Weʼre raising £10,000 to help fund taking Elsie to America for help, advice and possible trial treatment for Smith Lemli Opitz Syndrome.
- Llangollen, UK
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My name is Kayleigh Kempster and I am from Llangollen, North Wales and living in Gobowen, Shropshire with my partner Nick Purcell and our beautiful daughter Elsie Grace. Elsie was born with an extremely rare genetic disorder call Smith Lemli Opitz Syndrome, to which there is currently no cure and little research and treatment here in the UK. We are trying to raise money to take our daughter Elsie to America for help, advice and possible trial treatment. Any money raised in excess of the trip costs will remain in her fund to support her with specialist equipment that she needs or may need in the future. For example, specialist functional seats, sensory equipment, standing frame etc.
Our wonderful daughter Elsie was born in October 2017 at Wrexham Maelor Hospital weighing 5lb, 4oz. Whilst we knew during pregnancy that Elsie was measuring small, we were reassured by professionals that she was a ‘structurally small but normal baby’. So, it came as a shock to us when she was whisked away shortly after her birth to the Special Care Baby Unit. Elsie was born with unusual features, including fused second and third toes, a cleft palate and had no sucking reflex which meant she had to be NG (nose) fed. Elsie spent a total of 17 days in Special Care before we were finally able to bring her home, a day that will forever stay with me! Elsie never did improve with her feeding and is still tube fed, she is due to have a Gastrostomy tube (G-tube) fitted soon which we hope will alleviate her frequent vomiting.
As she grew older, we began to notice that Elsie wasn’t meeting her milestones, i.e. not smiling, fixing and following, no head control. We put this down to her spending time in Special Care and not being ‘stimulated’ enough. However, when Elsie was just 2 months old, just 2 weeks after Christmas our whole world was turned upside down when we received the news that Elsie was born with an extremely rare genetic disorder called Smith Lemli Opitz Syndrome (SLOS) and is on the ‘severe’ end of the syndrome, to which there is currently no cure. Sadly, children with the most extremely severe cases are either miscarried or often die just a few months after birth.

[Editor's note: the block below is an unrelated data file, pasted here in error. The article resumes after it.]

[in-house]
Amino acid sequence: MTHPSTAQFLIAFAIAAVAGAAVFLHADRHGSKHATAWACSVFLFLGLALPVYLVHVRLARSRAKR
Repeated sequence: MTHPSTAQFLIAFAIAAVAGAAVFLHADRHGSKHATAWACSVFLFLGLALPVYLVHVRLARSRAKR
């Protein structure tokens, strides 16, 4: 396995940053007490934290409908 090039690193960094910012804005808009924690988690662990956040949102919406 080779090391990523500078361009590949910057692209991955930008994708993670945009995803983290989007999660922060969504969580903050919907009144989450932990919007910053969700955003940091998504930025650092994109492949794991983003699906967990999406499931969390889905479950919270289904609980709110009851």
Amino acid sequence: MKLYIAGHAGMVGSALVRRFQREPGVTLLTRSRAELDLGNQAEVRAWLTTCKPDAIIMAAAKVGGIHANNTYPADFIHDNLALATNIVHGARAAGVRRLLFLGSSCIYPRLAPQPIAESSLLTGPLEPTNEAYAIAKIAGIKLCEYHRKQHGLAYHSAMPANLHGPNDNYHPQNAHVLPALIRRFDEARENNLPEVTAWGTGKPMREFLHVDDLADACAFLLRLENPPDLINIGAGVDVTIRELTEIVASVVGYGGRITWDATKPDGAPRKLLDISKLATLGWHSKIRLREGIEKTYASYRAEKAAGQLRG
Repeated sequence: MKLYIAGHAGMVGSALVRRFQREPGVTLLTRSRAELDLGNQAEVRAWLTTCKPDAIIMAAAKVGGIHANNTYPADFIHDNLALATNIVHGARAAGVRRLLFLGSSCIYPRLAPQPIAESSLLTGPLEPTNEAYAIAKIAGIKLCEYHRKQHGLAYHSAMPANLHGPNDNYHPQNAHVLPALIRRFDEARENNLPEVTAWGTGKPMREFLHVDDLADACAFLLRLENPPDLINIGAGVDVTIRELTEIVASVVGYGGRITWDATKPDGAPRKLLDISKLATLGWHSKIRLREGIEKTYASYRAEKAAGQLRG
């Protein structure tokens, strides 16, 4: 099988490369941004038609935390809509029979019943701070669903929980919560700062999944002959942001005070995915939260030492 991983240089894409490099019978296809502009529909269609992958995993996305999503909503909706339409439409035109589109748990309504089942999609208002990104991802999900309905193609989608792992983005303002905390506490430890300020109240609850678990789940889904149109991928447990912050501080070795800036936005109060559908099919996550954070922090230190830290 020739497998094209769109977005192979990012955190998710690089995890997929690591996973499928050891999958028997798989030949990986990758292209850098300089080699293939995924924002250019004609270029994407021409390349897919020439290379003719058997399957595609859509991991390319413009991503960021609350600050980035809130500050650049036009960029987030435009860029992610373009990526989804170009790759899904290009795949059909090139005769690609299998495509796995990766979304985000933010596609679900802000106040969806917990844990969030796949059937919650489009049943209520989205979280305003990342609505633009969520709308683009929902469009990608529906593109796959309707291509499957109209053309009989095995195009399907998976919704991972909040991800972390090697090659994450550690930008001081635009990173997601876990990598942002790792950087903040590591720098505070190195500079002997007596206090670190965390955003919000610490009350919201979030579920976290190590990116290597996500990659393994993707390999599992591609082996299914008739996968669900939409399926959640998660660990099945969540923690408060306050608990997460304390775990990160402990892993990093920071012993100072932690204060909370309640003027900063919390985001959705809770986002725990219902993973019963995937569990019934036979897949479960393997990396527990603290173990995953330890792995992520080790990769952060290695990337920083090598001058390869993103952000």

We’ve been told not to expect much from our daughter and that she is unlikely to ever walk, talk or eat anything orally. We’ve been told that she will never live independently owing to significant physical and mental delay. SLOS means that Elsie is unable to produce enough Cholesterol for normal physical and mental development. She now has dietary cholesterol supplements; however, Doctors admit that this is unlikely to impact upon development and symptoms. As the Syndrome is a developmental disorder that effects many parts of the body, children can have problems with their major organs, including their heart and liver. Elsie has a fast heart rate but thankfully no current structural abnormalities. Elsie does have photosensitivity, a cleft palate and a cataract in her right eye, Doctors are uncertain if she can see at all, but we remain thankful that in the main she appears healthy and is growing, albeit very slowly.